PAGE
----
Prior to that time, Reuben Haley had spent all his life in the glass industry. Born in 1872, he was in the words of his obituary, taken from a glass industry journal, "one of the best known glass designers in the country...was unquestionably one of the most prolific men in his particular field. Few have given the industry so many original designs as he. He was one of the very few designers in the country who first modeled all their designs in clay; for he was a sculptor as well as a designer and metal worker."
This last mention of the way Haley produced the molds for his designs is the key to understanding the fortuitous combination which was to produce such amazing glassware. A talented designer using the "cast figure mould" process, incredible "color" men who mixed the glass batches and gifted mould makers all combined to produce some of the most original and technically sophisticated glassware of the 20th century.
It is undeniable that the motifs and glass treatments of Rene Lalique were the main inspiration for the Martele line. This line of glassware is well documented and presented in Jack Wilson's seminal book - Phoenix and Consolidated Art Glass, published in 1989 by Antique Publications. The Martele line offers the best of Lalique's French Art Nouveau motifs, made right here in the good ole U.S of A. It is highly collectible today and has recently started to be seen in some of the better 20th century specialist auction houses in the country. This line of glassware met with commercial and critical success. It was highly popular. It is good testament to the fact that a glass company is a business which must produce what the public will buy.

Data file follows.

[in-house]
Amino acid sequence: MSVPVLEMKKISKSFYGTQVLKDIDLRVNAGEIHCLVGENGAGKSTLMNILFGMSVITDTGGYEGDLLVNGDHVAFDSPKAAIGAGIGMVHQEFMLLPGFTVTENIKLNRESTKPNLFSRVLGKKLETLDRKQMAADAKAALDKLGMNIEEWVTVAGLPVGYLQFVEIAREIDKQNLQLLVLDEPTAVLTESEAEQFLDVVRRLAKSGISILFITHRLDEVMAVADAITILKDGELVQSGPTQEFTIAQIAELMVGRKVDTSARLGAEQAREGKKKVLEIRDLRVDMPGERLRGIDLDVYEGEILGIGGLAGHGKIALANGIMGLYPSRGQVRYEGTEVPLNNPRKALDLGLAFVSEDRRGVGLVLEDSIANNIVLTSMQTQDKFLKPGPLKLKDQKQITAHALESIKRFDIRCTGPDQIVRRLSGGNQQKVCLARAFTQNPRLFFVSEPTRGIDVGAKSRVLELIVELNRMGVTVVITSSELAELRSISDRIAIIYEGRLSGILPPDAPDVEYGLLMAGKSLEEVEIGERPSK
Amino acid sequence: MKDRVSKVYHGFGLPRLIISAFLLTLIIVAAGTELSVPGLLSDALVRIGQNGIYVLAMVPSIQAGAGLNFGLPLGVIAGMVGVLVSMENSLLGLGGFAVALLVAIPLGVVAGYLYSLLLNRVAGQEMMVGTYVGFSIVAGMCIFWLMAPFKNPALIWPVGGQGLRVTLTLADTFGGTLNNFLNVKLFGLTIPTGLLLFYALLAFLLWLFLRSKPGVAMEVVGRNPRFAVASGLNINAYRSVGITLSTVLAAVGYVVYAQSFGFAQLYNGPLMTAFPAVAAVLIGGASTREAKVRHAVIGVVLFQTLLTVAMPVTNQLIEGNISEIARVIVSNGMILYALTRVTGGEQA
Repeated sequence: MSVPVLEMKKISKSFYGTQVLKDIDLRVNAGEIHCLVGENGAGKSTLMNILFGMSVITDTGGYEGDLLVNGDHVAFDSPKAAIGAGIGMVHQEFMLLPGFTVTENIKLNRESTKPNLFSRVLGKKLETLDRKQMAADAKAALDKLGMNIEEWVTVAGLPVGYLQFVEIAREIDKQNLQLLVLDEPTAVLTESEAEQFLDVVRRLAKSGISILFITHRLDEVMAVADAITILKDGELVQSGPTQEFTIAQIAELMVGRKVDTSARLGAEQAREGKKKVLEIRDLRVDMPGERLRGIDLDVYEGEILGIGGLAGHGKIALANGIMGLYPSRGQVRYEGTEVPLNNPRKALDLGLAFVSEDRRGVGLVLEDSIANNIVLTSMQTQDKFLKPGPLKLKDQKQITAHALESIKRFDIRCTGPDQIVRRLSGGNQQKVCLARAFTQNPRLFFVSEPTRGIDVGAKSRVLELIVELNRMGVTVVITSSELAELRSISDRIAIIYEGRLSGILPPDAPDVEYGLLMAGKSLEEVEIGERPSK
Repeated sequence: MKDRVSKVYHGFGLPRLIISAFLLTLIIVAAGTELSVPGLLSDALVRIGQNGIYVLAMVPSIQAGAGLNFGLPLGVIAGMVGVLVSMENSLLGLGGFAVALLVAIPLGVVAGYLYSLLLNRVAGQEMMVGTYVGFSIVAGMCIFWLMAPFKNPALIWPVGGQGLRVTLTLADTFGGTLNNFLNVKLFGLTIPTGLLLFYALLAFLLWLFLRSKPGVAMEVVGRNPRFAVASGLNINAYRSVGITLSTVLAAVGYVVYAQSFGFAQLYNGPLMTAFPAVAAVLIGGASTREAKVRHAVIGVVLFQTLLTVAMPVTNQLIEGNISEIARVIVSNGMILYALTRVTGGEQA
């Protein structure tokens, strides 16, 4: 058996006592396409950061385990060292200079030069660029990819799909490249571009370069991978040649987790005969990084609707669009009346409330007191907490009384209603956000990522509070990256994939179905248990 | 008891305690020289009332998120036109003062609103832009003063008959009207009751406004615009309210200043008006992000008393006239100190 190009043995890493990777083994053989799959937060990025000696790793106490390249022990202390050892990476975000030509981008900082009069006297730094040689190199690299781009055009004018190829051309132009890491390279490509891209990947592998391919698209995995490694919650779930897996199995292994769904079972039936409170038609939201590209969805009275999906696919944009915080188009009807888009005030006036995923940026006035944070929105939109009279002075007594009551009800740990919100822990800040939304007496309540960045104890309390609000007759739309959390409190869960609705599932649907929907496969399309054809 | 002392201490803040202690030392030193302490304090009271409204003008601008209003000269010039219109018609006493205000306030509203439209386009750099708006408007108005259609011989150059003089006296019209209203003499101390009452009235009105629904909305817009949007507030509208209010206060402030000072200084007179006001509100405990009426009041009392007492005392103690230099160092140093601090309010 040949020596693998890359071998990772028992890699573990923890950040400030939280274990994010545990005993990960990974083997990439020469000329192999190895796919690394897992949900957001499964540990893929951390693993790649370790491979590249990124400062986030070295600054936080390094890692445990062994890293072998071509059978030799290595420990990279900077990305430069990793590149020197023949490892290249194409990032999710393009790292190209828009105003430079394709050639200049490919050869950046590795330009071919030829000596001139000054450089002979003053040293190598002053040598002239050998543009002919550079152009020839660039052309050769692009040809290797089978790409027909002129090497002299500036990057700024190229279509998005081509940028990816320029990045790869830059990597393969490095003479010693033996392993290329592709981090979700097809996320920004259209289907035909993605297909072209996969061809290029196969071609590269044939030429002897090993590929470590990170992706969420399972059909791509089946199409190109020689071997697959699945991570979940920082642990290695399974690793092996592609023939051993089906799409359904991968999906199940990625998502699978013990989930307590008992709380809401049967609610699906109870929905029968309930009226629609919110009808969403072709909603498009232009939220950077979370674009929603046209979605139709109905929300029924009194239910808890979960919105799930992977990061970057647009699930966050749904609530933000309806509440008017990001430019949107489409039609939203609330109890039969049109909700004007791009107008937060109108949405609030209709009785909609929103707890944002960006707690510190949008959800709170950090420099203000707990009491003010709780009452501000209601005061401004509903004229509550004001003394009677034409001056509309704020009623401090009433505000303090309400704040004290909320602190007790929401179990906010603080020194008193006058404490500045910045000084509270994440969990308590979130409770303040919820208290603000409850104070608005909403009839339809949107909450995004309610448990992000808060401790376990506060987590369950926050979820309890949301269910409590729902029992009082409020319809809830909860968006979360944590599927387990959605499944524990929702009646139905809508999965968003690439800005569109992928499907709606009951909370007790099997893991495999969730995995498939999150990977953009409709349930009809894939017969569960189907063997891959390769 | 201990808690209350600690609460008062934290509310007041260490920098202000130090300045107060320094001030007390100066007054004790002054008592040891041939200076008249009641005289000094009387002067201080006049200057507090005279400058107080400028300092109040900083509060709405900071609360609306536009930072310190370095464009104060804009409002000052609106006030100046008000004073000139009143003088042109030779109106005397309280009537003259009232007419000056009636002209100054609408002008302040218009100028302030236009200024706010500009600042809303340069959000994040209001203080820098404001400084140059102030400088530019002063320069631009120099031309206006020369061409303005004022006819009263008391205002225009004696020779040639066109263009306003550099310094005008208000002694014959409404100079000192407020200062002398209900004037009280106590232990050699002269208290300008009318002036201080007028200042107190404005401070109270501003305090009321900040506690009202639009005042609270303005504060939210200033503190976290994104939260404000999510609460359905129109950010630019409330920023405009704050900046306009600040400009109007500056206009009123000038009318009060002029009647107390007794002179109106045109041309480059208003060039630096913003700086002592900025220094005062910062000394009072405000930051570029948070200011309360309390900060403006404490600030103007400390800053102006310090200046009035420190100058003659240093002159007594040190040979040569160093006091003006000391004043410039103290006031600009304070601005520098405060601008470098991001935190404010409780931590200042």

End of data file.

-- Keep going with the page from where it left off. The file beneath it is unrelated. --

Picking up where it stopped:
Ah, but the avant garde is alive and well with Reuben Haley! Capitalizing on the recent appearance in the U.S. of the traveling exhibition of the Paris Exposition, in 1928, just three years after the Art Deco aesthetic reached our shores, Reuben Haley designed and the Consolidated Glass Company produced one line of geometric, angular and original glassware which created a stir the minute it was introduced to the American market and that excitement continues unabated today---- Ruba Rombic. Magical words to Art Deco glassware collectors today, this line consisting of 37 items in colors such as "Smoky Topaz", "Jungle Green", "Jade", "Lilac", "Sunshine", and "Silver" remains quintessentially Art Deco.
It is estimated by members of the Phoenix and Consolidated Collectors Club that there are perhaps only fewer than 3000 pieces of this rare glassware which survive today. The complete line can be seen in Jack Wilson's book in a rare 7 page advertising supplement which is in itself a masterpiece of Art Deco advertising. The play of light and shadow in the ads mirrors that of the glassware itself. Named Ruba Rombic by Consolidated, its name is said to derive from two words. "Rubaiy (meaning epic or poem) and Rombic (meaning irregular in shape)". Consolidated referred to this line as an "Epic in Modern Art."